Choice opponents do have a reasonable concern that bad actors in investment markets could harm private accounts. But they fail to acknowledge that bad actors (and even non-bad actors) can — and do — harm public pensions. Wouldn’t it be sensible to allow people to put their public pension nest eggs in many different private investment baskets (some of which may be susceptible to bad actors) instead of keeping those eggs all in one Social Security basket (also susceptible to bad actors)?

At the very least, wouldn’t it be sensible to give people a choice of which bad actor risk they’d rather run?

Does Gitmo Hurt More than It Helps?

This morning, NPR did a story on media coverage of the British sailor crisis in the Arab world. Ramez Maluf, a journalism professor at American University in Beirut, pointed to this commentary by an Arab blogger on the subject:

Iranians should consider those 15 pirates as enemy combatants, and treat them in the same way as they treat our “detainees” in Gitmo. They should be put in orange jumpsuits, and their eyes, hands, and feet should be binded [sic]. After that, they should be kept rotting in cages there for five years without any legal process. That would be just like the U.S. style of democracy. It would be very fair.

Thank God, it appears that the Brits are about to be released. Apparently, what the British are supposed to do is state that they “regret” the incident, and will endeavor to make sure it doesn’t happen again, without admitting that the British entered Iranian territorial waters. I imagine that both of those statements are true, though I suspect that “making sure it doesn’t happen again” may mean different things to the English than it does to the Iranians. There are different ways to ensure that such an incident doesn’t happen again.

John Edwards and Family Decisions

More than a week after Senator John Edwards’s decision to remain in the presidential race despite the recurrence of his wife Elizabeth’s cancer, pundits are starting to sharply criticize the decision. They say that he is consumed by ambition and that his priorities are out of whack.  They say that he should be spending time with his wife and especially with his two small children.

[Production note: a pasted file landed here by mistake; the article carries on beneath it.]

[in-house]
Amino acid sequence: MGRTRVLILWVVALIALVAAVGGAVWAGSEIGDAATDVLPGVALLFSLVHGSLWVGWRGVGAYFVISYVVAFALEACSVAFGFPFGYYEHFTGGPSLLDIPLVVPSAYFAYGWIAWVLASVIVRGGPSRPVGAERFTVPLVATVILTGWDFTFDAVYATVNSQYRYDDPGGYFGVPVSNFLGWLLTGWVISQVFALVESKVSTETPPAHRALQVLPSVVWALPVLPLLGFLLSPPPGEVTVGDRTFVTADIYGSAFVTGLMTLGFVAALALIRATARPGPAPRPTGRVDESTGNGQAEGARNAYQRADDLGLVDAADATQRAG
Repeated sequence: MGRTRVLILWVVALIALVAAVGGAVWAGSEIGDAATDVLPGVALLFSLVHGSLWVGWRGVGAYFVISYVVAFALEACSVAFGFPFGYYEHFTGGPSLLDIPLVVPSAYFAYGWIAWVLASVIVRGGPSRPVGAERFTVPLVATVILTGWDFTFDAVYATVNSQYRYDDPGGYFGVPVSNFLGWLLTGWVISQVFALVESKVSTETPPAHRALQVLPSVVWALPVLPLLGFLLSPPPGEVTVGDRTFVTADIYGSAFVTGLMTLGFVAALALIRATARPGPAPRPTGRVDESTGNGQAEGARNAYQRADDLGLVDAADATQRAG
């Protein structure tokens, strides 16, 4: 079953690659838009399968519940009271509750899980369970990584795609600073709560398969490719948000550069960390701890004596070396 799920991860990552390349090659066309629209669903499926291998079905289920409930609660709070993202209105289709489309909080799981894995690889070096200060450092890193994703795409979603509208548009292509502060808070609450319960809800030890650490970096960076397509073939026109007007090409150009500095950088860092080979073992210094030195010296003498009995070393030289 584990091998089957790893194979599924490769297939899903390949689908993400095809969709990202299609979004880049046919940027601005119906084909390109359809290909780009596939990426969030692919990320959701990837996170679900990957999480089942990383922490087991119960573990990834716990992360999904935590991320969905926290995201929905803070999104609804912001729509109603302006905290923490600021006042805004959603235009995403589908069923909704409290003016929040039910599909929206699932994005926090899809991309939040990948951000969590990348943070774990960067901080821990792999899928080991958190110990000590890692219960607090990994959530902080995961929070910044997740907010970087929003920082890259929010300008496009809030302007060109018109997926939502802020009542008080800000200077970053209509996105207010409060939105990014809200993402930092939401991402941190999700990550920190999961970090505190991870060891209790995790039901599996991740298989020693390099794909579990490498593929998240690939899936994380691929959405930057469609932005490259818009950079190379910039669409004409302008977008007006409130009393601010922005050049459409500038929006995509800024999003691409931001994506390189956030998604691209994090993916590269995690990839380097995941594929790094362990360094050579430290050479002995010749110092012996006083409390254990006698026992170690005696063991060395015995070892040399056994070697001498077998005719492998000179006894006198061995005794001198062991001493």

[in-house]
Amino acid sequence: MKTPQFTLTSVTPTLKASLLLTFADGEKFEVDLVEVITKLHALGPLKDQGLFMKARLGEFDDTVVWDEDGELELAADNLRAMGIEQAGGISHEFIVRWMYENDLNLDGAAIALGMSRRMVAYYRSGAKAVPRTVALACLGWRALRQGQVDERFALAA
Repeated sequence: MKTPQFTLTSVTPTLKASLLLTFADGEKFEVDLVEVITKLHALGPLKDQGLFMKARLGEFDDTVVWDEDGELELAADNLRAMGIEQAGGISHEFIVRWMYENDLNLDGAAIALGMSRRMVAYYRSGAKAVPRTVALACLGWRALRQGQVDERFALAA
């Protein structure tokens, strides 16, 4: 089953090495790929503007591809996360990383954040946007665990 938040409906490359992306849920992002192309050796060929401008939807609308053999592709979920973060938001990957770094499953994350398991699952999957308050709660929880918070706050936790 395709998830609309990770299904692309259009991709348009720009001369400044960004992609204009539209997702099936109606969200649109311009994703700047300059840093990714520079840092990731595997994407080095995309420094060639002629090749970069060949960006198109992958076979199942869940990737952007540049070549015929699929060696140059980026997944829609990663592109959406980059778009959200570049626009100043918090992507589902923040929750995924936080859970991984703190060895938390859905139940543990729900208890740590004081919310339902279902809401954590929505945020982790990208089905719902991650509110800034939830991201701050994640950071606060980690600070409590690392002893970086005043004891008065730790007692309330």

I had a similar reaction: these two children need their parents with them now more than ever.  They may lose their mother soon.  And if their father spends two years campaigning, they won’t see much of him.  If his campaign is successful, they won’t spend time much time with him for the rest of their childhood.

But who am I to judge the intimate family decisions of John and Elizabeth Edwards?  I can’t possibly know as much about their values and goals as they do.

If John and Elizabeth Edwards have spent the past ten—or fifteen—or twenty years working toward the White House, it may well be their very considered decision that that effort should continue.  In particular, it may be that the one thing Elizabeth Edwards wants most in her life is to see her husband in the White House.  Assuming that Elizabeth Edwards genuinely believes that John would be a good president (I don’t, but I’m not making the decision), then she may very well have decided that what he can do for the country is more important than what he can do for his children. As Rick said to Ilsa in Casablanca, “it doesn’t take much to see that the problems of three little people don’t amount to a hill of beans in this crazy world.”

So pundits would do well to assume that no one knows the trade-offs involved in the Edwardses’ decision better than the Edwardses.  In this case, as in so many others, it makes sense to let the people most closely involved in the decision make that decision.

But here’s the irony.  John Edwards doesn’t believe that families should be allowed to make the important decisions about their lives.  He doesn’t think families should be allowed to decide where their children will go to school.  He doesn’t think families should be allowed to decide how or whether to save for retirement.  He doesn’t think families should be allowed to decide what drugs to use, either pharmaceutically or recreationally. He supports a national health care system that would deny families the right to choose their own doctor.

In this presidential year, it would be good for Americans to reaffirm our commitment to the principle that families—not pundits and not government—should make the important decisions about their lives.